out

adverb
\ ˈau̇t How to pronounce out (audio) \

Definition of out

 (Entry 1 of 6)

1a(1) : in a direction away from the inside or center went out into the garden
(2) : outside it's raining out
b : from among others
c : away from the shore
d : away from home or work out to lunch
e : away from a particular place
2a : so as to be missing or displaced from the usual or proper place left a word out threw his shoulder out
b : into the possession or control of another lend out money
c : into a state of loss or defeat was voted out
d : into a state of vexation they do not mark me, and that brings me out— William Shakespeare
e : into groups or shares sorted out her notes parceled out the farm
3a : to the point of depletion, extinction, or exhaustion the food ran out turn the light out all tuckered out
b : to completion or satisfaction hear me out work the problem out
c : to the full or a great extent or degree all decked out stretched out on the floor
4a : in or into the open the sun came out
b : out loud cried out
c : in or into public circulation the evening paper isn't out yet hand out pamphlets the library book is still out
5a : at an end before the day is out
b : in or into an insensible or unconscious state she was out cold
c : in or into a useless state landed the plane with one engine out
d : so as to end the offensive turn of another player, a side, or oneself in baseball threw him out fly out
6 used on a two-way radio circuit to indicate that a message is complete and no reply is expected

out

verb
outed; outing; outs

Definition of out (Entry 2 of 6)

transitive + intransitive

1 : to identify (someone) publicly as being such secretly Ever feel as if your achievements are a fluke or that you're one conversation away from being outed as a fraud?— Gillian Fox Foster … was the man who outed the journalist Joe Klein as the author of the novel "Primary Colors."— Walter Kirn especially : to reveal the covert sexual orientation or gender identity of (someone) outed her to her coworkers In our case, a cross-section of writers and editors—male and female, gay and straight—agreed that it would be inappropriate to "out" this Pentagon official. — Richard Goldstein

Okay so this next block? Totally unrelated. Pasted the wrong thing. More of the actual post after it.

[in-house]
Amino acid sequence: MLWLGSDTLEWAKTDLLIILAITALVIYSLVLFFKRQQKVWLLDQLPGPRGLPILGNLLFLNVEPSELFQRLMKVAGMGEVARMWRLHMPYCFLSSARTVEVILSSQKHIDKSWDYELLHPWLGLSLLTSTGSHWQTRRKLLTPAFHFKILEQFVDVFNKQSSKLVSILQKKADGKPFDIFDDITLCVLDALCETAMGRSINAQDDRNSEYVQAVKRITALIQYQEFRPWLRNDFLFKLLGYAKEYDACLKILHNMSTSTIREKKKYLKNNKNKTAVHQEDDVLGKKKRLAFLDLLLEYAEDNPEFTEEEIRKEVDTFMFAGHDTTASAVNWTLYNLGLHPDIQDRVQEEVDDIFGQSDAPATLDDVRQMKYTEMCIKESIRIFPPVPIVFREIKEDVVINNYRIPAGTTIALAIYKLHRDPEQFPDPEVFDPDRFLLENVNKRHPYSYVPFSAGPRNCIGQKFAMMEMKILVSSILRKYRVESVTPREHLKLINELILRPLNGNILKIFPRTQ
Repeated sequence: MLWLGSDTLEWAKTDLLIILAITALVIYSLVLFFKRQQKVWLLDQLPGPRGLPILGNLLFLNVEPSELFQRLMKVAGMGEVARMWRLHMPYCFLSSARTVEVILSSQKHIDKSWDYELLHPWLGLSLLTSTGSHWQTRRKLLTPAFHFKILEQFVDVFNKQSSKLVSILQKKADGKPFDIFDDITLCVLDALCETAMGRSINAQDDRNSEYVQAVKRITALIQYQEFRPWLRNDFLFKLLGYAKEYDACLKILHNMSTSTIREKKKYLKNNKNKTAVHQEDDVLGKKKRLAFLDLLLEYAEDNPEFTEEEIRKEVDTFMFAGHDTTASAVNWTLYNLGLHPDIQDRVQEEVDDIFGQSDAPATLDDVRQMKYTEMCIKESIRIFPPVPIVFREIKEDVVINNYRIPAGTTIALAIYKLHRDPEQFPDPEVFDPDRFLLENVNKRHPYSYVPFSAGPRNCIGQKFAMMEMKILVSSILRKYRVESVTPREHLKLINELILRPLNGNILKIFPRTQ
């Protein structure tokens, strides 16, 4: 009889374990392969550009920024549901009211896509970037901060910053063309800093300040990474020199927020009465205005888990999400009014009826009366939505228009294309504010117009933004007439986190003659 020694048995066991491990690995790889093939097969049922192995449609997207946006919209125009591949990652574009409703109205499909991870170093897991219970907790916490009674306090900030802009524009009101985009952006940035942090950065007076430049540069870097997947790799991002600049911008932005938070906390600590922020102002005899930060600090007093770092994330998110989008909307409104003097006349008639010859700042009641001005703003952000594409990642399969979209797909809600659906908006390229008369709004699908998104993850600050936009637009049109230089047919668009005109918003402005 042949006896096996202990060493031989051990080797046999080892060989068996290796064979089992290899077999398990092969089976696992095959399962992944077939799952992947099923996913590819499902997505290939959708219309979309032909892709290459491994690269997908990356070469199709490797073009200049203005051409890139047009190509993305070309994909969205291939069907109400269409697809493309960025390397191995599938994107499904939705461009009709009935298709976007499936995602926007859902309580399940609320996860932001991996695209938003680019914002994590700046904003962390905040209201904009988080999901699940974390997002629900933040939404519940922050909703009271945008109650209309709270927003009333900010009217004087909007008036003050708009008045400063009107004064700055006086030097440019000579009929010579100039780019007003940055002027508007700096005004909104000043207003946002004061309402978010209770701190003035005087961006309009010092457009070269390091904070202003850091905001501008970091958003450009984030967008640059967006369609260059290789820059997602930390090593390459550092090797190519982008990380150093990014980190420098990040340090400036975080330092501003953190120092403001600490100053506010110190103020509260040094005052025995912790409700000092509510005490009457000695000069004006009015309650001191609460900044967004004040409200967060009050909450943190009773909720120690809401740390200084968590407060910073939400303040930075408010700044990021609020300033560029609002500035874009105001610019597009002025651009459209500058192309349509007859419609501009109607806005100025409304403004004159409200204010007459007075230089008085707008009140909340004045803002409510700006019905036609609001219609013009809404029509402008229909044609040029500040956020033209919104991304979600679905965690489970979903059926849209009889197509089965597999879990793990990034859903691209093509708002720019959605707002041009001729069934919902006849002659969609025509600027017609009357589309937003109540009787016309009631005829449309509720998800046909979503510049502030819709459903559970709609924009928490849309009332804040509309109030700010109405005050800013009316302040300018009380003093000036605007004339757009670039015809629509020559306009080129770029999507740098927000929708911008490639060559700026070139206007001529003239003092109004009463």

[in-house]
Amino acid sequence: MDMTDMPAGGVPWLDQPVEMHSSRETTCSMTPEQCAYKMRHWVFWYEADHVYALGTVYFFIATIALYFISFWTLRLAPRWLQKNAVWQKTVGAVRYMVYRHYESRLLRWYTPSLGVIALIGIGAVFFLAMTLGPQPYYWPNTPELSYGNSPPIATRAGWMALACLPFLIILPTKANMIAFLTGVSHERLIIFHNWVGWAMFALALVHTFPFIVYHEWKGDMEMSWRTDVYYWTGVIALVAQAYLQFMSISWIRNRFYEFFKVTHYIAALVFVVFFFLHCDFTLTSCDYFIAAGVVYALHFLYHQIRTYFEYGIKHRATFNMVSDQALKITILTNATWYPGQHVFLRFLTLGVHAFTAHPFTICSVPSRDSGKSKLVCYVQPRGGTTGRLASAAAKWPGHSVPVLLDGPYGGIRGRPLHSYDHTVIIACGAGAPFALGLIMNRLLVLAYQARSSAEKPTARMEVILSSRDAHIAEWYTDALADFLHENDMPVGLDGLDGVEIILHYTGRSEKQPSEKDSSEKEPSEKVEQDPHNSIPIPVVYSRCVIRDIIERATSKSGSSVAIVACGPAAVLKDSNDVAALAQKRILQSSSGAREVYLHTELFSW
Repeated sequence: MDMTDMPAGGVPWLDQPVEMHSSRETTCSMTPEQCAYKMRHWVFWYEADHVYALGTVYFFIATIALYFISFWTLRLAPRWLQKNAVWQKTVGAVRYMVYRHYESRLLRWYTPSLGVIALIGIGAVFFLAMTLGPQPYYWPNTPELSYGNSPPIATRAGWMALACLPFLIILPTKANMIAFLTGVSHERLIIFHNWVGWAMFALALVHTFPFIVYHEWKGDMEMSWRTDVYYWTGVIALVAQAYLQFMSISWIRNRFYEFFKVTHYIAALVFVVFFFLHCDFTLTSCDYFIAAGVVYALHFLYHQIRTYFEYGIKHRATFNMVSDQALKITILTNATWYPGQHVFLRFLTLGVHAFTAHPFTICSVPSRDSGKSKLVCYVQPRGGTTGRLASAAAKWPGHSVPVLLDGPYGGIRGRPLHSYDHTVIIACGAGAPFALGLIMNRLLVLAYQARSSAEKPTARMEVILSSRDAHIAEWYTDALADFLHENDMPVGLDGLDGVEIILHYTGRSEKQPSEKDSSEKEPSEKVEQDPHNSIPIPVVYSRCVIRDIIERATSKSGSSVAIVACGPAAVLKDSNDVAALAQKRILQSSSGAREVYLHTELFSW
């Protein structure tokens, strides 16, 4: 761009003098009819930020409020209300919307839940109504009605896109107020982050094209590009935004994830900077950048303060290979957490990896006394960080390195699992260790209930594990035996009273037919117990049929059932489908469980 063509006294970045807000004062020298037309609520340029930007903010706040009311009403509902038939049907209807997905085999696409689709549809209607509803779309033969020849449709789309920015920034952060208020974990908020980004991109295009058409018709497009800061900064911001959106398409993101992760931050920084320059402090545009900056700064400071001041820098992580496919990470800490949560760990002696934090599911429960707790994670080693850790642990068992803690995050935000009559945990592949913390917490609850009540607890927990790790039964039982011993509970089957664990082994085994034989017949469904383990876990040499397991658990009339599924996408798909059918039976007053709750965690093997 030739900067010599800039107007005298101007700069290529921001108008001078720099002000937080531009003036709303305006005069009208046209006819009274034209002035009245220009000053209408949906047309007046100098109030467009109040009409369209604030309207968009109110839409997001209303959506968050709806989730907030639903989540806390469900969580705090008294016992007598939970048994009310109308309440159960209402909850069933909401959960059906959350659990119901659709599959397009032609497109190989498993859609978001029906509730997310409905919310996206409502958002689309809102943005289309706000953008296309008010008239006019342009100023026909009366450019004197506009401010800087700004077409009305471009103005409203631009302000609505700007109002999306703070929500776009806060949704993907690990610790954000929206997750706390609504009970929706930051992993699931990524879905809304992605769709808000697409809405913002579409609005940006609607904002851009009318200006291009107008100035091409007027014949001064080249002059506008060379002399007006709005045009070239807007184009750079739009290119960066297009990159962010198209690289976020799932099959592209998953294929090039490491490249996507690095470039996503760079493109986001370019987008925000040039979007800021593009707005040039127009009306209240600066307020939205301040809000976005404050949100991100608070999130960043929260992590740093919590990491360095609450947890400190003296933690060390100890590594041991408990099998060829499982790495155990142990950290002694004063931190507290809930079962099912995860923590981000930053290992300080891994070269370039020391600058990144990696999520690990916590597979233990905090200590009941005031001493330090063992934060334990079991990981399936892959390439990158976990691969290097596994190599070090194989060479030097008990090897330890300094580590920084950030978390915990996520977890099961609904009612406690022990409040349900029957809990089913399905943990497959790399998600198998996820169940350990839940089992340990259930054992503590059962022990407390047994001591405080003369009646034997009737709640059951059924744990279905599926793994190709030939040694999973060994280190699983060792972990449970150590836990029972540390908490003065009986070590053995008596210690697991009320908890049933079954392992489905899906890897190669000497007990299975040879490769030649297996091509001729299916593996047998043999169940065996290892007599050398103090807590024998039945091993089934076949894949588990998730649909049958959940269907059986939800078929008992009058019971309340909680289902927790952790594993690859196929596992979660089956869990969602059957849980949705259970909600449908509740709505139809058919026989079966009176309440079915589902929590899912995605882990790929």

2 : to become publicly known the truth will out Murder will out.
3 : to put out : to eject (someone) from a place, office, or possession : expel During the suppression, we privately kept outed vicars as chaplains and attended secret Anglican services …— Rose Macaulay

Definition of out (Entry 3 of 6)

used as a function word to indicate an outward movementran out the doorlooked out the window

Definition of out (Entry 4 of 6)

1a : situated outside : external
2 : situated at a distance : outlying the out islands
3 : not being in power
4 : absent
5 : removed by the defense from play as a batter or base runner in a baseball inning two men out
6 : directed outward or serving to direct something outward the out basket
7 : not being in vogue or fashion
8 : not to be considered : out of the question
9 : determined sense 1 was out to get revenge
10 : engaged in or attempting a particular activity won on his first time out
11 : having one's LGBTQ sexual orientation or gender identity publicly known an out trans person wasn't out during college

out

noun

Definition of out (Entry 5 of 6)

2 : one who is out of office or power or on the outside a matter of outs versus ins
3a : an act or instance of putting a player out or of being put out in baseball
b : a player that is put out